April 9, 2013
Driving Profitability – Four Important Metrics for A/E Firms
People commonly link the architectural and engineering (A/E) industry with the construction industry. Although it is true that many of the same global, national, and local economics drive the demand for both of these industries, that is where the similarities end. Once the work comes in the door, these two businesses are managed quite differently, especially when it comes to financial management. The drivers of profitability are quite different for a construction firm than for an A/E firm.
There are several financial metrics that A/E firms use to manage their business. These important metrics often are included on internal financial statements, executive scorecards, or dashboard reports. The metrics often focus on the core areas of performance, liquidity, future work, and value. Four key performance-related or income statement metrics are discussed below.
1. Net Multiplier. This indicator represents the amount of net revenue being generated per labor dollar (net revenue/direct labor dollars). The higher the multiplier, the more net revenue being generated by your direct labor base, which often translates to higher profitability at the project level. The goal of most businesses is to generate as much quality revenue with as little effort as possible to maximize profitability, so the higher the ratio the better.
2. Utilization Rate. This metric compares the percentage of time your professional staff spends working on billable projects with total hours worked (total billable hours/total hours worked). This ratio typically is used to evaluate capacity and current work-in-process levels. Generally, the higher the ratio, the more billable your professional staff will be. Burnout and fatigue can result, however, if the ratio is too high and continues for an extended period of time.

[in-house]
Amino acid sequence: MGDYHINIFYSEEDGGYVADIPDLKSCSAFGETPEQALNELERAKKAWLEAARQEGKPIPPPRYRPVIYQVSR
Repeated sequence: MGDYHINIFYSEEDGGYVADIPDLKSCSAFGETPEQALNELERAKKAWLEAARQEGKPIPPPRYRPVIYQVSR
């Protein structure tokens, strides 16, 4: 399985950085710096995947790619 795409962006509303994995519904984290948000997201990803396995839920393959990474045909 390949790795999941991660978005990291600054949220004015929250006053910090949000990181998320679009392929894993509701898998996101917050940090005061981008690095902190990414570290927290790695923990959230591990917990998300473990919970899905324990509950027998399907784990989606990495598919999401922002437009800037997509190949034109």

3. Revenue Factor. This ratio takes the net multiplier and utilization rate metrics and plays them against one another (net multiplier x utilization rate). This is the best measure of a firm’s efficiency and a significant driver of profitability.
Net multiplier and utilization rate metrics can be gamed or manipulated to achieve goals and objectives, but still can result in negative consequences to the bottom line. For example, the utilization rate can be artificially driven upward by individuals charging too much or spending too much time on projects. While this increases the utilization rate, it has a detrimental impact on the net multiplier. The opposite can happen if people try to manipulate the net multiplier upward by not charging all their time to projects, resulting in the utilization rate decreasing.
Multiplying these two ratios allows for a cleaner evaluation of a firm’s overall efficiency and helps to balance net revenue and labor.
4. Overhead Rate. The first three metrics focus primarily on profitability or margin generated from projects. However, it is critical for a firm to manage its nonbillable labor (indirect labor) and other overhead costs in order to maximize net income from year to year. The overhead rate is one of the key metrics used in evaluating total overhead costs. The overhead rate is measured by comparing the total overhead costs (including all nonbillable labor) as a percentage of total direct labor (total overhead/total direct labor). Ideally, the goal should be to drive this rate down as low as possible so that you maximize the revenue of every overhead dollar spent.
Every firm is different, so the goals and benchmarks that should be established for these financial measures will vary by company. The metrics discussed here, however, are essential to successfully managing the profitability of an A/E firm. It is critical that goals be determined in each of these areas and tracked, reported, and evaluated on a regular basis so that the management team can make decisions effectively, efficiently, and in a timely manner.
Jon Zeiler is a partner with Crowe Horwath LLP in the Oak Brook, Ill., office. He can be reached at 630.575.4237 or firstname.lastname@example.org.